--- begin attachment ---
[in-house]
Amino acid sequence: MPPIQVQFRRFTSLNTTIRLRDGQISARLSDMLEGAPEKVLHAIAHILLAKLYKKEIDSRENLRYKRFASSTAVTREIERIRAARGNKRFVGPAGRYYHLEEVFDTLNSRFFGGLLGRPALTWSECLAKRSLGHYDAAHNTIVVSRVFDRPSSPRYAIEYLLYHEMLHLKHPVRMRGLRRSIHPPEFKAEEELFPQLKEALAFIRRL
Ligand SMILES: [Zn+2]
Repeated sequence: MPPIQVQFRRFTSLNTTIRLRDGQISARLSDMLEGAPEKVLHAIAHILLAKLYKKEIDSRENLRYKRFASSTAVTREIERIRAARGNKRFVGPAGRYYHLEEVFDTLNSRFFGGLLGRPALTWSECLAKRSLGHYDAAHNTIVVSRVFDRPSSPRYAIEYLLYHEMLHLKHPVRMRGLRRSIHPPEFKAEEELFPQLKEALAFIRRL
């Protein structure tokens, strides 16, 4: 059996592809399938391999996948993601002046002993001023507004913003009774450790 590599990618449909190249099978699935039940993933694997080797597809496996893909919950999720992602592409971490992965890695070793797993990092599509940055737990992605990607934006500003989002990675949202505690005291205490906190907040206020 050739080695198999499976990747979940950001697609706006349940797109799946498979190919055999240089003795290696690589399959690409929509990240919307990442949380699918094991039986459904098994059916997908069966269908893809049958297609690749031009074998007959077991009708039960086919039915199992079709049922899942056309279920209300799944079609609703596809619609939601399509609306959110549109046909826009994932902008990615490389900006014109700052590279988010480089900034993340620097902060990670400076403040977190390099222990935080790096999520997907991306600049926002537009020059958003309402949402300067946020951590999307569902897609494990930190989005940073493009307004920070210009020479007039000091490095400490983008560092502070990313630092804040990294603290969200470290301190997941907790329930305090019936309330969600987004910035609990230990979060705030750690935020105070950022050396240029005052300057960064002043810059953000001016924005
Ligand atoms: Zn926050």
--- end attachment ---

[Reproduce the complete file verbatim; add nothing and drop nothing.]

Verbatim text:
[in-house]
Amino acid sequence: MPPIQVQFRRFTSLNTTIRLRDGQISARLSDMLEGAPEKVLHAIAHILLAKLYKKEIDSRENLRYKRFASSTAVTREIERIRAARGNKRFVGPAGRYYHLEEVFDTLNSRFFGGLLGRPALTWSECLAKRSLGHYDAAHNTIVVSRVFDRPSSPRYAIEYLLYHEMLHLKHPVRMRGLRRSIHPPEFKAEEELFPQLKEALAFIRRL
Ligand SMILES: [Zn+2]
Repeated sequence: MPPIQVQFRRFTSLNTTIRLRDGQISARLSDMLEGAPEKVLHAIAHILLAKLYKKEIDSRENLRYKRFASSTAVTREIERIRAARGNKRFVGPAGRYYHLEEVFDTLNSRFFGGLLGRPALTWSECLAKRSLGHYDAAHNTIVVSRVFDRPSSPRYAIEYLLYHEMLHLKHPVRMRGLRRSIHPPEFKAEEELFPQLKEALAFIRRL
């Protein structure tokens, strides 16, 4: 059996592809399938391999996948993601002046002993001023507004913003009774450790 590599990618449909190249099978699935039940993933694997080797597809496996893909919950999720992602592409971490992965890695070793797993990092599509940055737990992605990607934006500003989002990675949202505690005291205490906190907040206020 050739080695198999499976990747979940950001697609706006349940797109799946498979190919055999240089003795290696690589399959690409929509990240919307990442949380699918094991039986459904098994059916997908069966269908893809049958297609690749031009074998007959077991009708039960086919039915199992079709049922899942056309279920209300799944079609609703596809619609939601399509609306959110549109046909826009994932902008990615490389900006014109700052590279988010480089900034993340620097902060990670400076403040977190390099222990935080790096999520997907991306600049926002537009020059958003309402949402300067946020951590999307569902897609494990930190989005940073493009307004920070210009020479007039000091490095400490983008560092502070990313630092804040990294603290969200470290301190997941907790329930305090019936309330969600987004910035609990230990979060705030750690935020105070950022050396240029005052300057960064002043810059953000001016924005
Ligand atoms: Zn926050």